I walked past the studio of the famous balian Wayan Nuriasih – there was a crowd of American women here on Jembawen road opposite the Bali Buddha vegan cafe – all at various stages of their sessions – but yes she could fit me in. The shelves and tables were crowded with jars of herbs, old soft drink bottles filled with yellow liquids, and many statues of deities to ward off evil spirits.

Wayan’s daughter ran around taking bookings and a toothless and smiling old man assistant took me to a dark and dingy old bathroom to sponge-bath my back, neck , face and legs with clumps of herbs, followed by something applied with pointy sticks on my neck and front. He gave me some leaves to chew. There are no secrets here – all secrets are Wayan’s to share.I have to hold the chewed leaves in my palm now to clear my hand of old energy for the reading. Wayan correctly guesses the number of lovers I have had and how long each of my relationships was (and triumphantly tells everyone in the room) followed by a blessing from her spirit guides and information about my 8 generations of incarnations and future love life. Wayan’s advice for a happy life? Whatever you want to do just keep going and going and you can build it. Later my driver says conspiratorially that Wayan is only popular because of THAT Eat Pray Love book and she learned from a master who is a better healer. I wonder then about the jealousies and competitiveness that underlies the healing business in Ubud and if there is more behind the smiles that I am permitted to see. This is the border –the expression of the faces of the Balinese, in dance, in shops, in healers vs the irritation, competitiveness, gossip, black magic, the unseen mentally ill, the hard work – the unspoken energy that runs through a village, a town and human life.

header 2cafeParadise and Penengen
Early this century, anthropologists Margaret Mead and Gregory Bateson reported back to the centre of the magical quality of the Bali and the Balinese as aesthetes at peace with themselves and nature. Alfred Russell Wallace, the Welsh biogeographer travelled to Bali in 1859 and in his travel memoir ‘The Malay Archipelago’ was reportedly delighted by the villages and houses and the luxurious rice fields watered by an elaborate and sacred water irrigation system.

Bali now has over 2 ½ million visitors a year. Made Pastika in the ABC’s 2012 Foreign Correspondent story ‘They paved paradise’ says that the greatest threat is not from the tourists but from greedy developers. The ugliness of Kuta, and the environmental vandalism and unchecked commercial development, the get rich quick schemes benefitting political cronies and their families –this is what no one wants to see in Ubud, whose traditional rice fields are quickly being sold to build more hotels and villas.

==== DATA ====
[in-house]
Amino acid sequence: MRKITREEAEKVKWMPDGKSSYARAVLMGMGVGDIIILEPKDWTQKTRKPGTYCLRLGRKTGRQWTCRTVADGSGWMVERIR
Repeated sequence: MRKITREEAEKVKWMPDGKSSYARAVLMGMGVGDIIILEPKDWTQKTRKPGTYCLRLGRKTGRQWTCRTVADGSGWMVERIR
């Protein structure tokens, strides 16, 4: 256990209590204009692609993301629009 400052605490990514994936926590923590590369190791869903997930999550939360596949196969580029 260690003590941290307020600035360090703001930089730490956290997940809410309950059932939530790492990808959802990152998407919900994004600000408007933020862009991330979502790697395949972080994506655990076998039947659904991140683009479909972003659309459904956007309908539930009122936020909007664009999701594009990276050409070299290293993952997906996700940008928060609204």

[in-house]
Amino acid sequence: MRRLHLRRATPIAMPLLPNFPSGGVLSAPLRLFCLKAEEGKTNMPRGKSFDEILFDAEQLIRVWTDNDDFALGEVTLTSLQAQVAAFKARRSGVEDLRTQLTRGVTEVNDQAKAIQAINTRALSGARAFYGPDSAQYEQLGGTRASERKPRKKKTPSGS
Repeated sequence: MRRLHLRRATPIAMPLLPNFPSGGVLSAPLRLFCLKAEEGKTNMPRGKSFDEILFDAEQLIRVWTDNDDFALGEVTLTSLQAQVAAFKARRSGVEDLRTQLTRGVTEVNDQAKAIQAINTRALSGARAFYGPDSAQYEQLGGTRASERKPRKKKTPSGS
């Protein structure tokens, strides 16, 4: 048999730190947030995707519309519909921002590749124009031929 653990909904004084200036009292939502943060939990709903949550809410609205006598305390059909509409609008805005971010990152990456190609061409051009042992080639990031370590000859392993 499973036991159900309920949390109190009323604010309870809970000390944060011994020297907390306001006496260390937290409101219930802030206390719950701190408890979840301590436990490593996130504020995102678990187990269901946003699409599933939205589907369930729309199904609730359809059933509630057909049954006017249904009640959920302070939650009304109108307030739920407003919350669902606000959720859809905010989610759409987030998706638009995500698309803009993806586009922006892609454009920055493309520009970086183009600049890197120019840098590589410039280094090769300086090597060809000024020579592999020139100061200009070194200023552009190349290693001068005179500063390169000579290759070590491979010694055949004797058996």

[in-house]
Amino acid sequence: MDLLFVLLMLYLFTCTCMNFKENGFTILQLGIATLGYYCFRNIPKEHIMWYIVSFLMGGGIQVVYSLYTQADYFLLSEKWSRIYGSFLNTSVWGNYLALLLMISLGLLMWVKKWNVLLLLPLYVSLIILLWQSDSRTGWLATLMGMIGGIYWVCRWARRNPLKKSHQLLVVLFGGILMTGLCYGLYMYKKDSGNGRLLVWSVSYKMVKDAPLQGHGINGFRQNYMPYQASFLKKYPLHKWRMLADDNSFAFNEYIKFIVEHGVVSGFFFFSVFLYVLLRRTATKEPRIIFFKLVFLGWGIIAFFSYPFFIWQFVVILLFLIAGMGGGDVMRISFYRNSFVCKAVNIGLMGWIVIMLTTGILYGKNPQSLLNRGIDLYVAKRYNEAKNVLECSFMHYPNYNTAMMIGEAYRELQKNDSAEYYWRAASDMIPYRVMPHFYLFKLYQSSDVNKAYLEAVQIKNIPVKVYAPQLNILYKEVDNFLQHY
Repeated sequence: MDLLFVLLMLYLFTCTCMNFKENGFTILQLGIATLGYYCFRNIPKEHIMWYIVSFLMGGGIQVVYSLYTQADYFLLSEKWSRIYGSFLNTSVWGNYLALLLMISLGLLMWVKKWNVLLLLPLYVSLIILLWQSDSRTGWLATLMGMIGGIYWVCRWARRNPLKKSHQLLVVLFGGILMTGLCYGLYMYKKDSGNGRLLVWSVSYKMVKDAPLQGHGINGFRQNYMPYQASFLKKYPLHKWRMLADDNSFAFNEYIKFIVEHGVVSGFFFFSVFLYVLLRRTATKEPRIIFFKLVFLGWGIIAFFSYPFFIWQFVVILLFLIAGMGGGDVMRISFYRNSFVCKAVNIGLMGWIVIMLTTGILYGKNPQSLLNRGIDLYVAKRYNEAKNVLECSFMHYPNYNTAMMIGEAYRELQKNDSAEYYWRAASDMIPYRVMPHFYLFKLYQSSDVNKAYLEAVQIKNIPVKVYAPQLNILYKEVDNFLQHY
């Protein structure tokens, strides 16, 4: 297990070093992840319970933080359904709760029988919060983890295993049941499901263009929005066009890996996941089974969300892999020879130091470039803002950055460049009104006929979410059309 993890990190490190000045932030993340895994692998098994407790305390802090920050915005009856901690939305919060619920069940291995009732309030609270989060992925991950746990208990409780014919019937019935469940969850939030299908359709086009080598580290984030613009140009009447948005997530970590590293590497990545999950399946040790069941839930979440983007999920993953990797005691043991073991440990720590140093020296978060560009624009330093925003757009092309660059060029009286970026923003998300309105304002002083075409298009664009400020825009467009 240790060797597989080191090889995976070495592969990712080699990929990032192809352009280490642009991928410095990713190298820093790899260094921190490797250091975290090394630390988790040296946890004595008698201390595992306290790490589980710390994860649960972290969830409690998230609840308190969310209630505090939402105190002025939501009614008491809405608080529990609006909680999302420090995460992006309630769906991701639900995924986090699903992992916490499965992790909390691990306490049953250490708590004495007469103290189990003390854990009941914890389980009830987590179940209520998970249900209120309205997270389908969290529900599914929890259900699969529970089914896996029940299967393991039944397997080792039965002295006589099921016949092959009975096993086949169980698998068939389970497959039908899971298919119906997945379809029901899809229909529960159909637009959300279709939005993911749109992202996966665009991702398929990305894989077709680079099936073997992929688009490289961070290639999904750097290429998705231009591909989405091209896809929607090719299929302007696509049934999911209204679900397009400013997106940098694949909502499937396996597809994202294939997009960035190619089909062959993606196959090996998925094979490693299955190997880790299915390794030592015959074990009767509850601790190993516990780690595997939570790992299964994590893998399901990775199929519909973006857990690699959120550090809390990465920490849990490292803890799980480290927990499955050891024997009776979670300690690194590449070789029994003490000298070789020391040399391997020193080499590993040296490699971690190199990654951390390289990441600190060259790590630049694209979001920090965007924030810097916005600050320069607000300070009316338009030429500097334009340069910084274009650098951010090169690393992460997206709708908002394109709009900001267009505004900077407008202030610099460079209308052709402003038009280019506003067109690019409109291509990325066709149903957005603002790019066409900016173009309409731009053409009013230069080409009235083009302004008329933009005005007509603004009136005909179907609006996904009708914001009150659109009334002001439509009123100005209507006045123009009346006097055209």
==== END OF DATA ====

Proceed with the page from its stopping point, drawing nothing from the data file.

In Ubud I saw that the Balinese people welcomed visitors to be part of the dances and ceremonies. In the Balinese worldview all can benefit from the Penengen and so all are welcome. As many critics and tourists brochures have said – the Balinese do seem genuinely happy. For the tourist – spiritual or otherwise – mindfulness, gratitude and respect are the antitheses of greed and imperialism.

So question of why I was in Bali – to appreciate and learn about the Balinese culture, to understand humans and their myths and rituals, to tread the fine line between awareness of the impact of global consumerism while seeing the beauty in the world, to learn some yoga moves, to be lost and fully present, capable of being in uncertainty and mystery and to record the experience. “To find the joyous humming silence of the travelers solitude, the liminal state of the pilgrim “of being in the world on the cusp of past and future personal identity – a state of possibility” (Rebecca Solnit, Wunderlust).

Sources for last three posts
‘They Paved Paradise’ Matt Brown ABC Foreign Correspondent 2012
‘Bali Culture Notes’ Nevin Odden Baliblogodden.blogspot
‘Yoga on Bali ‘ Tara Khadro Bali Advertiser 2012
‘Reader, tourist and psychogeography today – a categorical imperative of travel’ – Arup K Chatterjee2014 http://www.coldnoon.com
‘On the Actual Street’ – Nick Couldry 2003 London School of economics and political science
“A Road of One’s Own: Past and Present Artists of the Randomly Motivated Walk,” Robert Macfarlane, Times Literary Supplement, London, October 7, 2005
‘The Old Ways – Journeys on Foot’ Robert Macfarlane
‘A Field Guide to Getting Lost’ Rebecca Solnit
“Eat, Pray, Love: Producing the Female Neoliberal Spiritual Subject.” 2011 The Journal of Popular Culture. http://www.ruthcwilliams.org
“Eat, Pray, Spend: Priv-lit and the New American Dream” – Josh Sanders and Diana Barnes-Brown, Bitch Media 2010